Various procedures for estimating the effectiveness of a method of contraception have been devised. These measures, in turn, have been used in populations which differ widely in their propensity to use contraceptives properly. Therefore, a wide array of failure rates is available in the family planning literature. Unfortunately, because of differences in measurement and in choice of population, a random selection of these reported failure rates will not produce a consistent ordinal or cardinal ranking of methods by their effectiveness. Moreover, such a wide variety of reported rates permits the family planning practitioner to choose selectively in order to maximize the attractiveness of his favorite method(s). By surveying family planning personnel in two major cities, we found that they do indeed appear to place the methods they actively dispense in an extremely favorable position. Specifically, they are biased against the traditional contraceptives, foam and the condom. In this paper, we discuss the theoretical underpinnings of the measurement of effectiveness, report the apparent bias in the levels of contraceptive effectiveness reported to the patient, and finally, recommend a procedure for eliminating the jumble of rates in the literature and the consequent confusion among family planning personnel.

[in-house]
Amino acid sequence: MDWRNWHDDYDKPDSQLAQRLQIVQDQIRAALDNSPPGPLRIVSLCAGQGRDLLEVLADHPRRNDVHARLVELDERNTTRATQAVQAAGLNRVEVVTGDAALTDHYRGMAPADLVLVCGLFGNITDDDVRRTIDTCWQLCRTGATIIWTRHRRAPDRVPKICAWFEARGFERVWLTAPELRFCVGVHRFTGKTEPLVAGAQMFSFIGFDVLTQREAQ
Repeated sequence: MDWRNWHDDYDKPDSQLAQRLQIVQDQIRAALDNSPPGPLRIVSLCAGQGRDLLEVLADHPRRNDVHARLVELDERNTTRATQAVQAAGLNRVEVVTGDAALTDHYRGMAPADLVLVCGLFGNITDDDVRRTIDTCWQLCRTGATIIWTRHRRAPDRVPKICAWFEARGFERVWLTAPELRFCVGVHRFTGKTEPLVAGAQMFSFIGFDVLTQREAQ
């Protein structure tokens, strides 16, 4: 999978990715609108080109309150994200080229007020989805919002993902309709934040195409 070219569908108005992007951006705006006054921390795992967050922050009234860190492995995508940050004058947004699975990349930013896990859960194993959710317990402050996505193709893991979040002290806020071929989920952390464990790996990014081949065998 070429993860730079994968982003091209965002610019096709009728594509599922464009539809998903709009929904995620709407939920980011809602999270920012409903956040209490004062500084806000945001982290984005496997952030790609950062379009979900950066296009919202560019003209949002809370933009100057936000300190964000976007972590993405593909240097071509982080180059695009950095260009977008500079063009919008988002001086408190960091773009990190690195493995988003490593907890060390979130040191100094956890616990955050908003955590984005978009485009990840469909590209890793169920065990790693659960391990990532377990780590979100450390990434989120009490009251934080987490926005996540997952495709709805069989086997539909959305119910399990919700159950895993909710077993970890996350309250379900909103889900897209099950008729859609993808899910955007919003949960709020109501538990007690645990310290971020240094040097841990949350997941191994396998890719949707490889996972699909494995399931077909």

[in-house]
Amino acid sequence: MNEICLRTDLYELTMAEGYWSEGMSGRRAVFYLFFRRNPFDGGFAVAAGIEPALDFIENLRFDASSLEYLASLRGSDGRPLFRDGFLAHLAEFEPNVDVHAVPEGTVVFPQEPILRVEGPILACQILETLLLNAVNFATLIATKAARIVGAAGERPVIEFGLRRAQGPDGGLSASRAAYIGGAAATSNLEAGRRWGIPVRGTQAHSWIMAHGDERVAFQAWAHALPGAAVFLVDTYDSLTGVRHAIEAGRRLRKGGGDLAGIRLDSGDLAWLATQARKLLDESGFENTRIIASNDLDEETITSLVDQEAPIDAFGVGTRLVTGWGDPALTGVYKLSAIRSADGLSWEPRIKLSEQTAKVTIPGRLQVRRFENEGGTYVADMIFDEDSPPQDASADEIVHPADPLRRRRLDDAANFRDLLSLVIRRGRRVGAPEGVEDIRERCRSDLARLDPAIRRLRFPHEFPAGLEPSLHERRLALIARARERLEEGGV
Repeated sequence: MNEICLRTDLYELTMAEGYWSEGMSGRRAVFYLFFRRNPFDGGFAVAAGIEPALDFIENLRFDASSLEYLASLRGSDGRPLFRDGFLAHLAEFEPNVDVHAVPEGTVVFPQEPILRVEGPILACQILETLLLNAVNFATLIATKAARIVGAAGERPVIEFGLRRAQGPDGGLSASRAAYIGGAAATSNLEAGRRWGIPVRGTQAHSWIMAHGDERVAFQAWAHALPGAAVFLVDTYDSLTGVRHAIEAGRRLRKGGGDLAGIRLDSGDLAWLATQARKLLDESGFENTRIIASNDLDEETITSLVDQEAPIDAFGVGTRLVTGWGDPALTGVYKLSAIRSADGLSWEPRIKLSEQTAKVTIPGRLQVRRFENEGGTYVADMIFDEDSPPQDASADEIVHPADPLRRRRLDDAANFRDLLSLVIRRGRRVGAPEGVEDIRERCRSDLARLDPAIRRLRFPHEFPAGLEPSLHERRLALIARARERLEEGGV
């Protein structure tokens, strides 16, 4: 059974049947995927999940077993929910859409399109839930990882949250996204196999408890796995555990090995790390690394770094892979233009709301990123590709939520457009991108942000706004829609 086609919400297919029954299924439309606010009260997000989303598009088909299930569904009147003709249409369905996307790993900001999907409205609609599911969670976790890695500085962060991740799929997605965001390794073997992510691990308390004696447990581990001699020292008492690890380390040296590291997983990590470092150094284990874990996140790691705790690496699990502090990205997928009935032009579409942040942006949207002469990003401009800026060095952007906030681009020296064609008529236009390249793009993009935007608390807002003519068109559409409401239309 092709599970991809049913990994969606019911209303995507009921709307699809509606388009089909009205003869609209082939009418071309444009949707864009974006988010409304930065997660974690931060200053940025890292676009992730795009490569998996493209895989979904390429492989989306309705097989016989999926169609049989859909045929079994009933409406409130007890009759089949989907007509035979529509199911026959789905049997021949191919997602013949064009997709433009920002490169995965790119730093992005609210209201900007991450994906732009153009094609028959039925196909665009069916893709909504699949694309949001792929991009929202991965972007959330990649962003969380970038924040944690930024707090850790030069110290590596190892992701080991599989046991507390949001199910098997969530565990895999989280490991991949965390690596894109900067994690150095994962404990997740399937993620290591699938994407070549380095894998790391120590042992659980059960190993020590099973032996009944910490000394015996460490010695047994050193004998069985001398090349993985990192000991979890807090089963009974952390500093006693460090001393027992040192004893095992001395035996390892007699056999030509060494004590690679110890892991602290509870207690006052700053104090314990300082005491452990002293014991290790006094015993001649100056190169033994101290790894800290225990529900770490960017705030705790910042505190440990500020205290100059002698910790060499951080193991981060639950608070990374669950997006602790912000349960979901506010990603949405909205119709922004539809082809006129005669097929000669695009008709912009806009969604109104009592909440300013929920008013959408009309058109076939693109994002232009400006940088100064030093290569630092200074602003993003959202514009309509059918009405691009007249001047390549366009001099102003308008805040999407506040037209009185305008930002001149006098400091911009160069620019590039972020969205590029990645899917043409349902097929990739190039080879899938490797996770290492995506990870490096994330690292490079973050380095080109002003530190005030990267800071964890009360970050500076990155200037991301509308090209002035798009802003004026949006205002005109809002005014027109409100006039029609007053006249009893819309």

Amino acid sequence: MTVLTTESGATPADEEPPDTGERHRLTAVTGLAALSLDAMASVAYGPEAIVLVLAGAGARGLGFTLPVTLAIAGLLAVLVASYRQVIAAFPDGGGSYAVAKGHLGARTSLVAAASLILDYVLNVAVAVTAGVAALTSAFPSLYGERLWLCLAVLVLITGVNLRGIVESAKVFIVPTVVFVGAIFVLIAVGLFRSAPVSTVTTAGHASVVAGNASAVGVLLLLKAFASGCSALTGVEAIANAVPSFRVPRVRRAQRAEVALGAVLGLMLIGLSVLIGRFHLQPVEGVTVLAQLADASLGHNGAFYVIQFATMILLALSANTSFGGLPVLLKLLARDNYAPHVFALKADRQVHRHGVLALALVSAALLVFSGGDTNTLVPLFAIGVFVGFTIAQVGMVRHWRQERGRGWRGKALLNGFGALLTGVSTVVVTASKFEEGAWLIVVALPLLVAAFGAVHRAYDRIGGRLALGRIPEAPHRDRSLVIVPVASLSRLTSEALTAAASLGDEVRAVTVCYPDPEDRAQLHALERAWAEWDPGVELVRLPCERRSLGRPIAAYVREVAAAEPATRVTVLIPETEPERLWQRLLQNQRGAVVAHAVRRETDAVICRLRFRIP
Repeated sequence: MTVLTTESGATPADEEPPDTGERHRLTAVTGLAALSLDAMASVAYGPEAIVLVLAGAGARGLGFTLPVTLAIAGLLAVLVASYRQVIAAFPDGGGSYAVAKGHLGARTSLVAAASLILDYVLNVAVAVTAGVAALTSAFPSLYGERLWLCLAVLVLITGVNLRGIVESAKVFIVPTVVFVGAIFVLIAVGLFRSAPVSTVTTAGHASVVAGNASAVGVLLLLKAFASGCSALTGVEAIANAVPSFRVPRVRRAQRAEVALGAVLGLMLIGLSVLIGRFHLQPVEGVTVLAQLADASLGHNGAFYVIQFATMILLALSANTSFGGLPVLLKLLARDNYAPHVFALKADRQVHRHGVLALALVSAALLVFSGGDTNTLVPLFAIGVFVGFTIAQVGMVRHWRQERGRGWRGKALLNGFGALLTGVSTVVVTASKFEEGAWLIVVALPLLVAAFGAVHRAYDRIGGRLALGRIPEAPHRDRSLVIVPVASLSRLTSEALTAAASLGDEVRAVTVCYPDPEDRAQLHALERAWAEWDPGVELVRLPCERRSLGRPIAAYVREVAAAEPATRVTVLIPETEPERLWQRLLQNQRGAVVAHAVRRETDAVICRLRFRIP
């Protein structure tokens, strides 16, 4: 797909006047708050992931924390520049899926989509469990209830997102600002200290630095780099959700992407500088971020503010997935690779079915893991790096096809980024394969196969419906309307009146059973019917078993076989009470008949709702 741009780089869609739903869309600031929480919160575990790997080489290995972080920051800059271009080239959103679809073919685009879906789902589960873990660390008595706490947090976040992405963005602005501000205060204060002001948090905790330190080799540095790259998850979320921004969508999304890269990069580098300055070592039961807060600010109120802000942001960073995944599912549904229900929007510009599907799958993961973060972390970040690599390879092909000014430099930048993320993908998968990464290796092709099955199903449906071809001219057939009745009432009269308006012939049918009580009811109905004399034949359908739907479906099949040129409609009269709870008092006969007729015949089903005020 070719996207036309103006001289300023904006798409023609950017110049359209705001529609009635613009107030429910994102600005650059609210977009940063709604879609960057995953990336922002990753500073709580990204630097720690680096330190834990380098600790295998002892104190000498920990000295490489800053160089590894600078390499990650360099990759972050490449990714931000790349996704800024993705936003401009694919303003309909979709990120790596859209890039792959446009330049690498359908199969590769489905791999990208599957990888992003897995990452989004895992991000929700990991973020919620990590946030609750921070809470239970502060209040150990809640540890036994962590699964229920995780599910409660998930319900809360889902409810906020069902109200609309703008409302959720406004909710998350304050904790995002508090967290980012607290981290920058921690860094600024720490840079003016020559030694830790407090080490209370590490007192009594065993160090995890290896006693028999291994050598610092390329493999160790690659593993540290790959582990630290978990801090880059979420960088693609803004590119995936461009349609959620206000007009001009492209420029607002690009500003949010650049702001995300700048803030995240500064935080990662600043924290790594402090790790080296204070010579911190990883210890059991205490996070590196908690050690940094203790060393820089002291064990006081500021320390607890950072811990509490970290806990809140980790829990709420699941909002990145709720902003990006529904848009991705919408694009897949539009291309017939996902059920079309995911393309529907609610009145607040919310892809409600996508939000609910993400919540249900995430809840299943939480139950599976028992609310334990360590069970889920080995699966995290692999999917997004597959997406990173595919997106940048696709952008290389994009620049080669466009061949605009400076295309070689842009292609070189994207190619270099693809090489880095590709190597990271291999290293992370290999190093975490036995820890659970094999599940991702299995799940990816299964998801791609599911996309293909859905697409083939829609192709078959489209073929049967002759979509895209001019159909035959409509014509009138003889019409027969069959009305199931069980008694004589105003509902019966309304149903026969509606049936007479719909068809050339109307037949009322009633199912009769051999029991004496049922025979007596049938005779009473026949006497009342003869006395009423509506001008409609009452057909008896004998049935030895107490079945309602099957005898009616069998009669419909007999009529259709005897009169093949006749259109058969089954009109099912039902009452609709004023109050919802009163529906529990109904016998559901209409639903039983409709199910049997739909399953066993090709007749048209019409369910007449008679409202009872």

ASJC Scopus subject areas
- Public Health, Environmental and Occupational Health